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Spring-Heeled Jack: The Jumping Fiend Who Terrorized Victorian England


A mythical figure, larger than life, capable of leaping tall buildings in a single range. No, it's not Superman but Spring-heeled Jack, a dangerous crook from Victorian London who terrorized his victims before jumping over stone walls and fences of impressive height. Was the spring-heeled jack the product of overactive imaginations? Or was there something more to the urban legend?

Victorians loved the supernatural

Ghost stories and tales of the supernatural were wildly popular in Victorian times. Literature such as A Christmas Carol, The Body Snatcher, and The Turn of the Screw flourished, and scenes like Tupperware parties were common. There are many explanations for Victorian England's obsession with death and the afterlife, including fears of a changing economic climate and a growing industrial revolution, but originally, the culture was ripe for a domestic boogeyman.

Illustration of Spring-heeled Jack from the 1867 serial "Spring-heeled Jack: The Terror of London"

Jack Attacks

The first report of a spring-heeled jack was observed in October 1837 by a young woman named Mary Stevens, who was returning to work after visiting her parents. Stevens claimed a figure jumped out of her from a dark alley, grabbed her by the hand, tried to kiss her, and tore on her clothes with claws that seemed made of sharp metal, at which point with her Before he alerted the neighbors to be he said that the attacker was tied to a long fence and disappeared.

The next day, the apparent offender jumped in front of a carriage, causing the coachman to overturn and crash. All the passengers insisted that the Boogeyman run over a nine-foot wall after missing a chilling, high-pitched beak. An urban legend was born, and as everyone chimed in for his action, the description of Spring-heeled Jack became increasingly ridiculous. He is said to wear tight bright white trousers and a black cloak or overcoat, red glowing eyes, assume the form of a bear or wolf, and shoot blue fire from his mouth.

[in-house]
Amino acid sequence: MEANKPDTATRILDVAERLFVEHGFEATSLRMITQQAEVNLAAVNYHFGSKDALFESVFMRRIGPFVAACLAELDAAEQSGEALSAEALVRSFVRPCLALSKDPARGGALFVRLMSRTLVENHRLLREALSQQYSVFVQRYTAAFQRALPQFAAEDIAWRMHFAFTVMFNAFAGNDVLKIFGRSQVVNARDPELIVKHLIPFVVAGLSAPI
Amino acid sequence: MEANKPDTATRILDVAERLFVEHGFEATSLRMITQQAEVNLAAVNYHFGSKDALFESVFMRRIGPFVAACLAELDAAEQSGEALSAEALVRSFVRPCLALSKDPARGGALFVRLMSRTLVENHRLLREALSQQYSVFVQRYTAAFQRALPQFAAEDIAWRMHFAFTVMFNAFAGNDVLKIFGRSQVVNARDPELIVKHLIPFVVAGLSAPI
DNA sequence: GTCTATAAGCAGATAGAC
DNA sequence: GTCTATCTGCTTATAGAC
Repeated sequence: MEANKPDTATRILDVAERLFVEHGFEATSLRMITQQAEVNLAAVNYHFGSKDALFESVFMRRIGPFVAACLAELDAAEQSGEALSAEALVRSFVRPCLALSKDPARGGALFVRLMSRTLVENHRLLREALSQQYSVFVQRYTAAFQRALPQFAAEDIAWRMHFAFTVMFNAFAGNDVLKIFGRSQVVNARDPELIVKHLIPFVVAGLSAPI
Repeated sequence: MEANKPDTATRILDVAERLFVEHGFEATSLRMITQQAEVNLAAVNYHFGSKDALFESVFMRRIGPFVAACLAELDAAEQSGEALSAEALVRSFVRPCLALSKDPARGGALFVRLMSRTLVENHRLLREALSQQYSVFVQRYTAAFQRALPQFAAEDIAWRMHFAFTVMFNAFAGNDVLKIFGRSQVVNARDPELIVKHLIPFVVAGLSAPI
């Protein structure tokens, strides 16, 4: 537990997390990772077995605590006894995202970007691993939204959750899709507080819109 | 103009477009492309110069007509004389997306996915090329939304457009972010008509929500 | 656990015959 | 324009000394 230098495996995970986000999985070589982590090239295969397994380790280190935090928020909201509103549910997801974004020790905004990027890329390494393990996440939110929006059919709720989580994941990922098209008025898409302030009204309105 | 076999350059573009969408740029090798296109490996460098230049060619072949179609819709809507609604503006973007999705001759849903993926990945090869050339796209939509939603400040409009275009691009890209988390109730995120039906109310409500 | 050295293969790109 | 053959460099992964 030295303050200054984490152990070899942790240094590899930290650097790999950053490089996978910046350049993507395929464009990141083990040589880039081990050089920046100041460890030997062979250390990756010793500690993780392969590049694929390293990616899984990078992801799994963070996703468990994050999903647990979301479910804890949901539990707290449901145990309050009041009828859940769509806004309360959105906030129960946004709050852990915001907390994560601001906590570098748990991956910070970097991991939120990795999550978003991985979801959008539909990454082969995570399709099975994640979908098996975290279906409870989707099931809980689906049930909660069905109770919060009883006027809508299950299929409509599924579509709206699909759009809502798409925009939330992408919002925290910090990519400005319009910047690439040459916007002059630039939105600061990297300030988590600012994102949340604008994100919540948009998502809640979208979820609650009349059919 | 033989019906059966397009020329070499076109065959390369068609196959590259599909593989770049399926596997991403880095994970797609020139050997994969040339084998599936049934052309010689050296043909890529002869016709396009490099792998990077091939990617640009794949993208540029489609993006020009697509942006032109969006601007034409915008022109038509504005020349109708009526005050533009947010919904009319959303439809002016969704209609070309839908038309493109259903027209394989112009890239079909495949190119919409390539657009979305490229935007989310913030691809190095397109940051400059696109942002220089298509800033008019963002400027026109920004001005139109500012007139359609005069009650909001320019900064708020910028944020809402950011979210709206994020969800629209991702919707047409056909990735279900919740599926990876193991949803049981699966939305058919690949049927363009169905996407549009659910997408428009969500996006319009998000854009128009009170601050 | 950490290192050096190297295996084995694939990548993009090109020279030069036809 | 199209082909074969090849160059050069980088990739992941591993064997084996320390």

By the following year, Jack had clearly gotten smarter. On February 19, 1838, Jane Alsop reported that a man came to her door claiming to be a police officer who had just caught a raging threat and requested a lantern to get a better look at the suspect. did. When Jane opened the door, however, she claimed that Mary Stevens threw off her cloak to reveal "a most terrifying and frightening presence" before attacking her in the same way, but her sister was forced to open the door after her scream. Brought on, the spring-heeled Jack ran away. Nine days later, 18-year-old Lucy Scales and her sister were on their way home after spending the day with their older brother when they allegedly passed a thinly dressed man leaning against a wall. As they came closer, Schell claimed that the man opened fire on him, which blinded him and confiscated. His sister cried out for help, but the spring-heeled Jack jumped out of nowhere before their brother came near them. He disappeared in the street. Hey, sometimes you get bored of the same old, same old.


Henri de la Poir Beresford, 3rd Marquess of Waterford, one of them is believed to be the true identity of the Spring-Heeled Jack.

What was Spring-heeled Jack?

Because many of the details and descriptions of the Spring-Heeled Jack attacks seemed far-fetched, many Londoners, including Mayer, turned the events into a mass frenzy. After all, how could such a flamboyant person escape from imprisonment for so long?

However, some believe that the Spring-Heeled Jack was actually the shared identity of a group of bored young aristocrats who wanted to intimidate people for the fun of it. They point out that earlier reports of spring-heeled jackals suggest impressive but not superhuman jumping skills; It was only later that witnesses began to draw pictures of the strange feat.

Others believe that Spring-heeled Jack was a supernatural entity, either a ghost, a demon, or even an alien. Proponents of the latter theory propose that their ability to jump such great heights evolved on a planet with a different level of gravity. In any case, the scene gradually diminished until the end of the 20th century, when Spring-heeled Jack either became bored with his antics, went to the afterlife, or returned to his home planet

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